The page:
by Carmelo Ruiz-Marrero (First of 3 parts)
The movements for ecology and justice face a particular set of opportunities and perils at the start of the second decade of the 21st century. Those who seek to transform North-South relations to advance sustainability and the eradication of poverty and hunger would do good to re-examine and take a fresh new look at the ideas and concepts espoused by what we could call Third World militancy during the 1950’s, 60’s and 70’s. The goal of this “third world movement”, so to speak, was to engage rich and poor countries in a North-South dialogue that would lead to a new order based on multilateralism and genuine international cooperation. This endeavor must be not only resumed but also modernized and updated to take account of new global realities, like climate change, peak oil, the food crisis, the global economic debacle, and human disasters of untold proportions like the 2010 BP oil spill in the Gulf of Mexico, and the 2011 Fukushima nuclear emergency.
It is difficult to come up with one single name for this project, since it originated from a constellation of ideas and concepts formulated not by one single person or organization, but by a number of progressive intellectuals from all over the Third World during the post-war years.
In the years following the end of World War Two and the founding of the United Nations, new independent states were carved out of the remains of the European colonial empires in Africa, Asia, the Pacific and the non-Hispanic Caribbean. These were joined by already independent former colonies to form what is known as the Third World, the global South, or underdeveloped or developing countries. These terms require clarification.
Leaders like Indonesia’s president Sukarno popularized the idea that their countries were part of neither the capitalist Western world, led by the United States, nor the socialist Eastern block, under the leadership of the USSR, but rather constituted a Third World, with concerns, aspirations and an identity all of its own. The term Third World was therefore used with pride. In the geopolitical vision of this Third World-ism, or “tercermundismo”, the main political and economic divide in the world was not East-West but North-South, thus distinguishing the poor South from the rich, industrialized North- the former colonial subject from the former colonizer.
On the other hand, the terms underdeveloped and developing country originated in the United States foreign policy elite, and can be traced as far back as US president Harry Truman’s 1949 inaugural speech. He called attention to conditions in poor countries, referring to them as “underdeveloped”. Truman thus presented a new world view, in which all the nations of the world were moving along the same track, in the same direction. The Northern countries, in particular the United States, were way ahead, while he saw the rest of the world lagging behind. According to German eco-philosopher Wolfgang Sachs, “Development meant nothing less than projecting the American model of society unto the rest of the world… The leaders of the newly founded nations- from Nehru to Nkrumah, Nasser to Sukarno- accepted the image that the North had of the South, and internalized it as their self-image.”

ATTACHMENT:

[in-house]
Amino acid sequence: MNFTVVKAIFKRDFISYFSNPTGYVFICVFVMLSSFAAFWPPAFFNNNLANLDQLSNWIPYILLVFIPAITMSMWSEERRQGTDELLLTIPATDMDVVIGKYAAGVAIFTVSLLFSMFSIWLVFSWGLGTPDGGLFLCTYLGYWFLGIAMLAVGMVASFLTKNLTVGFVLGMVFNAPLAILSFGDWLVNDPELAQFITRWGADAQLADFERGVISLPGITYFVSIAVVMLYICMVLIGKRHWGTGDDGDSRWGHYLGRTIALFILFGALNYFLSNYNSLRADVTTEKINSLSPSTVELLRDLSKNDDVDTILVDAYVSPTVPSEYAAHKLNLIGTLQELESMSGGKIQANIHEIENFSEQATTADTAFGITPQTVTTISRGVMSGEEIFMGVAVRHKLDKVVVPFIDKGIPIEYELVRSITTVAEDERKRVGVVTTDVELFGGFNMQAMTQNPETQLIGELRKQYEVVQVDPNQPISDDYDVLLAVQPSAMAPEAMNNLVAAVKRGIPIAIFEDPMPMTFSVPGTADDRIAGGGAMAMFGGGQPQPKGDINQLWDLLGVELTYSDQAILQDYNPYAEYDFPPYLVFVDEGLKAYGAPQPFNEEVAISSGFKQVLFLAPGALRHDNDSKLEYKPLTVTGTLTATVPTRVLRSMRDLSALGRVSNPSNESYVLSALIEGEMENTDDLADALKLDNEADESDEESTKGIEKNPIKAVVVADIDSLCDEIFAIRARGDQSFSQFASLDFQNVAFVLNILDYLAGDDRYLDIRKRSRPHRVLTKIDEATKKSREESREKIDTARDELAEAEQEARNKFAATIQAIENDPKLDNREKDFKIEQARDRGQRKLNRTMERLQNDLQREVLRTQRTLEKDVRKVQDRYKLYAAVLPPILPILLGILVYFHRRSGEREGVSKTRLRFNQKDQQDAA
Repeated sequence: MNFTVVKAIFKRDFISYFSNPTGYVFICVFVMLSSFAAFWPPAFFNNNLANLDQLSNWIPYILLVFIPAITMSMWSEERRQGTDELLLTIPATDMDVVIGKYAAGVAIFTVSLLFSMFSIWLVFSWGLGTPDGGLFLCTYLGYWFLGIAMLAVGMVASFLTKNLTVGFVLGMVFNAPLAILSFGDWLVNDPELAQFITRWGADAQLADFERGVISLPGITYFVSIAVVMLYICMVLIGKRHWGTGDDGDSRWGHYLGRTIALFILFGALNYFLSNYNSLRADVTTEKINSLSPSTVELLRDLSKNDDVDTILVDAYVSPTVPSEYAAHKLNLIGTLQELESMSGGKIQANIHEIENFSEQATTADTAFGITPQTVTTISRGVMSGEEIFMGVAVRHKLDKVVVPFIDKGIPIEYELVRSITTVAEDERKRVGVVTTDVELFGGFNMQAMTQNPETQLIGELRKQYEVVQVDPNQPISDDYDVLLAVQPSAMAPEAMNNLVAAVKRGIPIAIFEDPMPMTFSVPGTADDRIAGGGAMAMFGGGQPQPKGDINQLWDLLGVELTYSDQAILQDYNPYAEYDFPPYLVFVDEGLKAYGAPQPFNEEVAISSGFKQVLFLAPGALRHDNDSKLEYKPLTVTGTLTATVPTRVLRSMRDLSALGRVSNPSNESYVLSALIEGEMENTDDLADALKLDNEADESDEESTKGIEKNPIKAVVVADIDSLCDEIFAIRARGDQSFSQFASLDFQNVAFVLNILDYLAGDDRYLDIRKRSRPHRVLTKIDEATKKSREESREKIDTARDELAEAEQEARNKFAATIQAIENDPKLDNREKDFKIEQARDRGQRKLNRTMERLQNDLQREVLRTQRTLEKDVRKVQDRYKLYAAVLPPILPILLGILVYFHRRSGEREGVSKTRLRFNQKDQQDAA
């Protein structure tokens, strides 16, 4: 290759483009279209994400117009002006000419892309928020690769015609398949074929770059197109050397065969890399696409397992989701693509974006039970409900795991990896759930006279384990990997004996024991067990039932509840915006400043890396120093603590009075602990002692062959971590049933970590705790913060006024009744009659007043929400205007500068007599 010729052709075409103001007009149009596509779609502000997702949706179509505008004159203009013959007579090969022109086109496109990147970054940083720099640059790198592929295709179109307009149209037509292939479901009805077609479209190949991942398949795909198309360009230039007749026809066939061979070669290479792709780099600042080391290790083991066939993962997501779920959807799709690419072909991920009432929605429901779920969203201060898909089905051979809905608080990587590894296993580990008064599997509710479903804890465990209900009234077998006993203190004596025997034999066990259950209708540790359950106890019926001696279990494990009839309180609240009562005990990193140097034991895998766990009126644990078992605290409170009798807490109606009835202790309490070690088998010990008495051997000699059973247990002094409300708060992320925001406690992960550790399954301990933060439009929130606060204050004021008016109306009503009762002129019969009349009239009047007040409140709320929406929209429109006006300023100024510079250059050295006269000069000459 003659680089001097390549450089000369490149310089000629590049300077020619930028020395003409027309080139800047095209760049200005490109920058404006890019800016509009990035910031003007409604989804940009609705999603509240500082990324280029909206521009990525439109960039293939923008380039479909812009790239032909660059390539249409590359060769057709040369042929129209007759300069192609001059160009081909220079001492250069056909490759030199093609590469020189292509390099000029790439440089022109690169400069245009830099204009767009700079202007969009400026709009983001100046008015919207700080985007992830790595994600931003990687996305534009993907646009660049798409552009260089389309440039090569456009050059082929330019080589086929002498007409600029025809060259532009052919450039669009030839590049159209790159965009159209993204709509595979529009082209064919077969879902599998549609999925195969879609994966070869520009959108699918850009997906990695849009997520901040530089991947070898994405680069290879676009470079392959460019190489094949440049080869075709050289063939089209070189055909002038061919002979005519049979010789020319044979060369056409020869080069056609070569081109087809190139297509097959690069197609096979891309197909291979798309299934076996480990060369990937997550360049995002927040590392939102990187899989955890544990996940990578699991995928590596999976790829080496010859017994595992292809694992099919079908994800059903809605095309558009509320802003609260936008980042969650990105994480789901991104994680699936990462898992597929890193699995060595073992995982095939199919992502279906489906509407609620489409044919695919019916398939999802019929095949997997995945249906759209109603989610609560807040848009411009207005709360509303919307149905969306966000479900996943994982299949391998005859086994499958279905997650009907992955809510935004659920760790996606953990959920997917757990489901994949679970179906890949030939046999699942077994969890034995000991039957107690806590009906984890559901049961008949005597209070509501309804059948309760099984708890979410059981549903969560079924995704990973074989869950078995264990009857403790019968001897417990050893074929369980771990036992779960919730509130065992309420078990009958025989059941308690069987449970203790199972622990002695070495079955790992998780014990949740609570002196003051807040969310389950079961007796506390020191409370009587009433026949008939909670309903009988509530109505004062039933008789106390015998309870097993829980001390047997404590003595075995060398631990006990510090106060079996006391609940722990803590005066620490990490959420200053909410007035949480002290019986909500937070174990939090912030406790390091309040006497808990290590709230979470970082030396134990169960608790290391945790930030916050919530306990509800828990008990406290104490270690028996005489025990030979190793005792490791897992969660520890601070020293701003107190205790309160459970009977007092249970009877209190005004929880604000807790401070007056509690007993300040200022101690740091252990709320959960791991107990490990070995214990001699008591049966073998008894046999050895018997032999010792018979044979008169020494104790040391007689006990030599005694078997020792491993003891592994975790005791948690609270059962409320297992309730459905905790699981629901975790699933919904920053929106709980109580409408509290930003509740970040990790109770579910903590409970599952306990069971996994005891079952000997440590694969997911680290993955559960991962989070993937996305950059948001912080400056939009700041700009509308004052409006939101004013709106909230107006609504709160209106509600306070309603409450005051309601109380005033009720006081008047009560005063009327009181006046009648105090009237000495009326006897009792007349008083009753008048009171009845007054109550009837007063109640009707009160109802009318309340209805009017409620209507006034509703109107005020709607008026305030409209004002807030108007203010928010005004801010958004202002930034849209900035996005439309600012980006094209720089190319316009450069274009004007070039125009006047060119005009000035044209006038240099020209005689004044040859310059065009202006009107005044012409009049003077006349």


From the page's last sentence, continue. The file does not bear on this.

In spite of having obtained political independence, the countries of the South remained mired in poverty and economic backwardness. In response to this challenge, progressive intellectuals from the South, mostly economists, like Argentina’s Raúl Prebisch and Brazil’s Celso Furtado, began to develop a number of theories to explain this situation and to devise strategies to change it. According to their findings, the North employed a variety of economic and trade mechanisms to keep the South in a permanent state of political and economic subordination, among these: external debt, protectionism and deterioration in the terms of trade. These thinkers formulated novel concepts like structuralist economics, developmentalist thinking and dependency theory; they rejected free market doctrines like comparative advantage and the international division of labor, and in their stead presented proposals such as import substitution and an increase in South-South trade and cooperation.
But most importantly, they proposed compelling the countries of the North to engage in a North-South dialogue that would lead to debt reduction, an end to protectionist measures, stabilization of commodity prices, improved terms of trade, and an increase in economic assistance for development, among other goals. Such a dialogue would beget a mutually beneficial New International Economic Order.
These ideas were welcomed and taken up by leading Third World heads of state such as Sukarno, India’s Nehru, Egypt’s Nasser, Tanzania’s Nyerere, Cuba’s Castro and Chile’s Allende, and would form part of the work program of new international institutions like the Group of 77, the Non-Aligned Movement, the UN Conference on Trade and Development, and the Economic Commission for Latin America and the Caribbean. This vision of solidarity and cooperation reached its highest point in 1974 when the UN General Assembly endorsed the call for a New International Economic Order.
But this vision had its adversaries, and they would eventually gain the upper hand. In her book “The Shock Doctrine”, author Naomi Klein traces a global economic counterrevolution of sorts to the bloody coups that took place in South America’s southern cone in the first half of the 1970’s. The government of Salvador Allende in Chile was very progressive not just in its domestic policies but also internationally, for example spearheading the creation of a UN Center on Transnational Corporations, which investigated the activities of major corporations, especially with regard to corruption. The bloody 1973 coup that overthrew Allende and led to the Pinochet military dictatorship was followed by similar coups in nearby Argentina and Uruguay.